By Nathan Mehrens -
Since the start of the Obama Administration we’ve seen a number of problems with the U.S. Department of Labor. First the Department began rolling back important union financial transparency reforms and then Obama nominated a number of personnel with questionable backgrounds, including the Solicitor Patricia Smith, for high level positions.
Now comes word that the Solicitor of Labor’s office is drafting a shocking “operating plan” that has a number of extreme aspects.
The Solicitor’s office has over 400 attorneys that handle legal issues in enforcing over 180 federal labor laws. This office is one of the largest legal offices of any government agency.
One would hope that the Solicitor’s office would apply the law in an even handed manner and that there wouldn’t be an agenda beyond enforcement.
However, it appears that isn’t the case. Americans for Limited Government has obtained a draft copy of the Solicitor’s operating plan. Here are a few things that the Solicitor’s plan does:
- “Identify a public affairs liaison in each Regional Office” to “send stronger, clearer messages to the regulated community about DOL’s emphasis on litigation.”
- “Focus on cases against employers in priority industries.”
- “Litigate cases that cut across regions.”
- “Engage in enterprise-wide enforcement,” e.g., send every DOL enforcement agency against a particular employer.
- “Identify and pursue test cases.” This will be done to “challenge legal principles that impede worker protections; successful challenges will advance workers’ rights, as will successful enunciation of new interpretations.”
- “Engage in greater use of injunctive relief.” The Department believes that fines are not enough.
- “Focus SOL’s amicus program: We will focus our amicus program on those cases where DOL’s participation will provide the court with a unique voice on worker protection that the parties are not likely to articulate.”
The document then discusses how to implement these ideas as they affect the various enforcement agencies within the Department. Some of the ways that the Solicitor’s office intends to implement the above ideas is through the actions such as the following:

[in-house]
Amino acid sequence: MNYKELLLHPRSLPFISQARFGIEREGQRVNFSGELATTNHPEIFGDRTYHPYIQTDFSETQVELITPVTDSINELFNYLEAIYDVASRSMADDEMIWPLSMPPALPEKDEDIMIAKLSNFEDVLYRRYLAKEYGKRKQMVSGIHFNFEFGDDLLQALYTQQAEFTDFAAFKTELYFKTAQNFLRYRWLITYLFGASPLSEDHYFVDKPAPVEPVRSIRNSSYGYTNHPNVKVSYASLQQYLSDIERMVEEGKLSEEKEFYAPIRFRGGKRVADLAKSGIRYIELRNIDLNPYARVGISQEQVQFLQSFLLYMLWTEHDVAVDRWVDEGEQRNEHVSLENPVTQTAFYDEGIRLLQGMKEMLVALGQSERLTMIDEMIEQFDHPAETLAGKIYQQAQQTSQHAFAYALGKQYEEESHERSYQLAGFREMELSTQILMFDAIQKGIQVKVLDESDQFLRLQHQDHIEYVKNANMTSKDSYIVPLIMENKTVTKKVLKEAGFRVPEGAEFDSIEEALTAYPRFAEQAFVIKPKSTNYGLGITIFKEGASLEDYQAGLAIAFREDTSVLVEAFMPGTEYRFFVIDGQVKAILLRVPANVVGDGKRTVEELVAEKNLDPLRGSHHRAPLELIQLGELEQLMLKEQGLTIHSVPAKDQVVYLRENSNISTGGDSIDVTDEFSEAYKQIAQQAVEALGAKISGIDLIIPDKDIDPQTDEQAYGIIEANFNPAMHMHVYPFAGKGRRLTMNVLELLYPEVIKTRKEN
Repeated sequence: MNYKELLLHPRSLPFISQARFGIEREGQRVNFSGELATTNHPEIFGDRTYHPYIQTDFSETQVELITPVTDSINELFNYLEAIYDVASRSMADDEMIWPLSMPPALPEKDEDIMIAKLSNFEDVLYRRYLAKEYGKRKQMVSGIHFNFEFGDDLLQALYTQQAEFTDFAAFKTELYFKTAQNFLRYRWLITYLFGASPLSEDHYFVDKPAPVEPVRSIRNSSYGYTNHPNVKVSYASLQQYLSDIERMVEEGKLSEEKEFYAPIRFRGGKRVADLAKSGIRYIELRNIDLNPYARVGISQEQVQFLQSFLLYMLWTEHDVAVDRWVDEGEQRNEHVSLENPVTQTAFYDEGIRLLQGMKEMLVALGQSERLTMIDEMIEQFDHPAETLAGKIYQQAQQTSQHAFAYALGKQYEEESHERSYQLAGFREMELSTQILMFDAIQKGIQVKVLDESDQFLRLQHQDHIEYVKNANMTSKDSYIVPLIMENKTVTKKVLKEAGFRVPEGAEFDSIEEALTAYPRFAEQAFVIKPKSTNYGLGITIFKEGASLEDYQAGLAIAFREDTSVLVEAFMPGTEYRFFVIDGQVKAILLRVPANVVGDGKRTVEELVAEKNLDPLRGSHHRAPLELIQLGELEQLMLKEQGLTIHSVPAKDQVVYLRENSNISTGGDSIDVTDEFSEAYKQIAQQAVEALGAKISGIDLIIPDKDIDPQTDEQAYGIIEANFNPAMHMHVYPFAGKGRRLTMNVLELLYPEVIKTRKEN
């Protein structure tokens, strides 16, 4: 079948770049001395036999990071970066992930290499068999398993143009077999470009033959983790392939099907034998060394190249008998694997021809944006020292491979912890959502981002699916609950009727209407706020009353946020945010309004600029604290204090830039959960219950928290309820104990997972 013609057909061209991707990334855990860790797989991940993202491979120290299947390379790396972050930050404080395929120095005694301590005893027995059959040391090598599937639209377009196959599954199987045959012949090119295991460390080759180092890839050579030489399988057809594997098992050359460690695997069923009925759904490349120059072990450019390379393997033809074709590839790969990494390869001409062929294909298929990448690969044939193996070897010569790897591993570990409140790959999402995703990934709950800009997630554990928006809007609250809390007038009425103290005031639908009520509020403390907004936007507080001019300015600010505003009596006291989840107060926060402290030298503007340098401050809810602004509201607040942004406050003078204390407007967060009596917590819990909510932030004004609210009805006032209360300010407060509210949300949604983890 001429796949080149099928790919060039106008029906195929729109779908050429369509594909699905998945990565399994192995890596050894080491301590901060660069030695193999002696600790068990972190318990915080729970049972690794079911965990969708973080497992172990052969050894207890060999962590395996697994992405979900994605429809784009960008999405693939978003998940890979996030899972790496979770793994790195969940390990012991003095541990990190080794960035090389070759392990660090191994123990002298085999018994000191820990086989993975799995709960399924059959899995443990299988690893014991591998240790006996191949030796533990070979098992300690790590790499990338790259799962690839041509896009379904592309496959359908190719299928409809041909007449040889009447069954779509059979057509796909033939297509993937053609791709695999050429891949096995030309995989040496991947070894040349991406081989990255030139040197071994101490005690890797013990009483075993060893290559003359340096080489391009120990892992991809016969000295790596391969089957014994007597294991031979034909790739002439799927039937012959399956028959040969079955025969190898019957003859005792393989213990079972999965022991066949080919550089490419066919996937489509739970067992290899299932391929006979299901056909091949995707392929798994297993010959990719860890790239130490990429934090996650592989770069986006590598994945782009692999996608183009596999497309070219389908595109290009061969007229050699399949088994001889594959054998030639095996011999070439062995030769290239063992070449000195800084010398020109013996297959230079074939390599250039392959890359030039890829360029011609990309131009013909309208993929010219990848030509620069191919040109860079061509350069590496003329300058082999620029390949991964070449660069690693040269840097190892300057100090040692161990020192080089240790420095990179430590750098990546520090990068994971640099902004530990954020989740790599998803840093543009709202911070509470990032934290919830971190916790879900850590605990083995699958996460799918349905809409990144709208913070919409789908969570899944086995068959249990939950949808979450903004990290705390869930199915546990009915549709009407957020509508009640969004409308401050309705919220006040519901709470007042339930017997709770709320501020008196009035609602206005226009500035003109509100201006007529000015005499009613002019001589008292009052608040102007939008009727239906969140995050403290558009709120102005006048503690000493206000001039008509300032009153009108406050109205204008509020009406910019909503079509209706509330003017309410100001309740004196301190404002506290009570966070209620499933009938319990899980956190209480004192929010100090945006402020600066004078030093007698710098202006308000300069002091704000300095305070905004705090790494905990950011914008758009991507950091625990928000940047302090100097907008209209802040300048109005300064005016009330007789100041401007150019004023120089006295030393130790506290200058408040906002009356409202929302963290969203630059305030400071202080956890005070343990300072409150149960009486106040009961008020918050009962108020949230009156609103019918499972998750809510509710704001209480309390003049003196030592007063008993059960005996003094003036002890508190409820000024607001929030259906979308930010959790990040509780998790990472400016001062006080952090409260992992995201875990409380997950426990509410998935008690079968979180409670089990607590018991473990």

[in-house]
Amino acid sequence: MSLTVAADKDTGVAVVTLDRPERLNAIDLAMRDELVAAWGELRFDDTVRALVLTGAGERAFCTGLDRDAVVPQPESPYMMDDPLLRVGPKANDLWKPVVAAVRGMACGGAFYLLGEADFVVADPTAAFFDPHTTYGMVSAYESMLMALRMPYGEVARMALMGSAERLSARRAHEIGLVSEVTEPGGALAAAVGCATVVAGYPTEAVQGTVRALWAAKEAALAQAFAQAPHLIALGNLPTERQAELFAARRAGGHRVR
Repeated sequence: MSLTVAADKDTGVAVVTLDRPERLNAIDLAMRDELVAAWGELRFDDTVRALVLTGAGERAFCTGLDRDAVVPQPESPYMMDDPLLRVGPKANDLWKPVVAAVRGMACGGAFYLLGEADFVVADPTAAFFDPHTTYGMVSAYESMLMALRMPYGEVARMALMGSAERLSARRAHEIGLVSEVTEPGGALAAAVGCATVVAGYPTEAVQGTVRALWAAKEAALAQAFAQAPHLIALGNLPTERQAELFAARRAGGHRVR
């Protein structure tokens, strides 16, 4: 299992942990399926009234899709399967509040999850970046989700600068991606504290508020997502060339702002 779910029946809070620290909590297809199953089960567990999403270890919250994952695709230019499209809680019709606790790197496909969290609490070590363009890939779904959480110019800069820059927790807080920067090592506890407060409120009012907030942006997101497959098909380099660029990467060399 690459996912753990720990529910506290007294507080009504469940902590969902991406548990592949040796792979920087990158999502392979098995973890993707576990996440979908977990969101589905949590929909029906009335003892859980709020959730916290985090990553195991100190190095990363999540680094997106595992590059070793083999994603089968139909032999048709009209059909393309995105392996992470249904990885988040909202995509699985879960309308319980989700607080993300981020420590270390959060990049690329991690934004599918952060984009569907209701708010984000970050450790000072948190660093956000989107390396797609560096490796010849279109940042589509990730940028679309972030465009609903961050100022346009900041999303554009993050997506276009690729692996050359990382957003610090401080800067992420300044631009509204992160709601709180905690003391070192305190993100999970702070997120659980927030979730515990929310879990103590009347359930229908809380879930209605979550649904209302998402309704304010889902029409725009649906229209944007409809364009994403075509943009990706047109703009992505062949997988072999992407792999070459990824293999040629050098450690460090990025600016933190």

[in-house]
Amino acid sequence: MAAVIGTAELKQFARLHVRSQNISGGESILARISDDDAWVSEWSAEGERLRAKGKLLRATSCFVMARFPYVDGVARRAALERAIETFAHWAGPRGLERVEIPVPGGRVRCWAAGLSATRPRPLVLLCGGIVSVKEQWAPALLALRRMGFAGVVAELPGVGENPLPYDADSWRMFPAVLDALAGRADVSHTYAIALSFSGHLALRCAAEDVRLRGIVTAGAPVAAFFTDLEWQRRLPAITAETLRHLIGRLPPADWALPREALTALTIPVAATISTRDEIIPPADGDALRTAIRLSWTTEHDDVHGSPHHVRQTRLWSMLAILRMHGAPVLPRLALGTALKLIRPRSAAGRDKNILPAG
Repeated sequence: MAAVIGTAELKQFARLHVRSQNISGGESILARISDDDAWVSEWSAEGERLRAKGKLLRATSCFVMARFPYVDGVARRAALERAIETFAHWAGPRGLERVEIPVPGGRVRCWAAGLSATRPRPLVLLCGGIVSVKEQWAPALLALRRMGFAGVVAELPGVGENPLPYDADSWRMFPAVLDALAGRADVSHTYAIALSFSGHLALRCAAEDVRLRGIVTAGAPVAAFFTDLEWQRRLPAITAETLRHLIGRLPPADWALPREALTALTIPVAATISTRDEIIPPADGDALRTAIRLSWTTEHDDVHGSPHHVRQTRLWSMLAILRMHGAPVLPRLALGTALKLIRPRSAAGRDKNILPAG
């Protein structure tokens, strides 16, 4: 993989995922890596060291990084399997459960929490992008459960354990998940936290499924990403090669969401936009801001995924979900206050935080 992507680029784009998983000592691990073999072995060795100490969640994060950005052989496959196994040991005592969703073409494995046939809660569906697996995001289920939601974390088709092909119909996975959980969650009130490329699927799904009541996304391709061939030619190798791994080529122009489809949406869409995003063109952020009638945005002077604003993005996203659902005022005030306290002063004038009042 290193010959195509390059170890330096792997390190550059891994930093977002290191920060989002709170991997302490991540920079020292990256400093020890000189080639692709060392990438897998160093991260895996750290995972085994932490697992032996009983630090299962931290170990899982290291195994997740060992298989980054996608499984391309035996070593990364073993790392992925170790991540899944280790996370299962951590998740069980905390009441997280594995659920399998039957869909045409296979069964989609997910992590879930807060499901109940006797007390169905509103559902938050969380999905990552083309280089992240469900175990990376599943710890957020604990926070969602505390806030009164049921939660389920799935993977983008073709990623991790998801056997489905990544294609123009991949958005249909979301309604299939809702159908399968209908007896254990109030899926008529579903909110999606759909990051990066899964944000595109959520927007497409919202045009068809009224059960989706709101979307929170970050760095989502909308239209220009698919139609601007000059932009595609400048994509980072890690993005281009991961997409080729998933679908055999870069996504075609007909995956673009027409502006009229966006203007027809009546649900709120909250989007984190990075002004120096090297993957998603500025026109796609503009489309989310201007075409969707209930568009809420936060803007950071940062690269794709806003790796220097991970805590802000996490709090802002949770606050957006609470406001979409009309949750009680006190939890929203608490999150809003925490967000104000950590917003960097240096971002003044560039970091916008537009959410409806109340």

- “identify theories and practices that can be pursued for lowering the rate of cases in which LJFs and the Commission reduce MSHA [Mine Safety Health Administration] penalties.”
- “Pursue at least one § 108(a)(2) injunctive action in federal district court.” (Refers to injunctions against coal mines where the Secretary “believes” that the operator has a pattern of violation of safety standards.)
- “Imposing shorter deadlines for implementing remedial measures in conciliation agreements and consent decrees.”
- “Deter [employers] through shaming.”
Apparently the Department and the Solicitor in particular do not believe that merely following the law is the right thing to do. They are now running down the path of berating employers, using tools other than the law to achieve their agenda. This is an unfortunate abuse of power that should be thoroughly exposed. Since when is it proper for the top legal officer of a federal agency to help that agency’s efforts to “shame” an employer? The Department and the Solicitor should turn away from these tactics and get back to enforcing the law in an even handed manner.
One other bit of sneaky reorganization is also exposed by the document. The operating plan when discussing the needs of the Office of the Assistant Secretary for Administration and Management (OSAM) reveals that the Department intends to transfer responsibility for whistleblower investigations from the Occupational Safety and Health Administration (OSHA) to the Office of Labor-Management Standards (OLMS).
The document states that OSAM will, “Plan and begin to execute a comprehensive transfer during FY-2012 of delegated Secretarial authority for certain whistleblower investigations from OSHA to OLMS.” The estimated date of completion is June 30, 2011.
As it is the Obama Administration has severely cut funding and staff for OLMS, in an effort to keep the heat off of union financial mismanagement. Now, with even greater responsibilities the ability of OLMS to conduct its core mission of investigating embezzlements will be further hindered. As of April 1, 2010 OSHA had 80 investigators that handle whistleblower investigations. There are less than 100 OLMS investigators. Transferring even part of the responsibility over whistleblower investigations without a corresponding transfer of the funding will result in a much lower number of investigators devoted to uncovering union misdeeds.
Clearly the Obama Administration is favoring investigation and harassment of employers while doing everything it can to move resources from the one office that keeps tabs on union corruption.
Nathan Mehrens is General Counsel at Americans for Limited Government.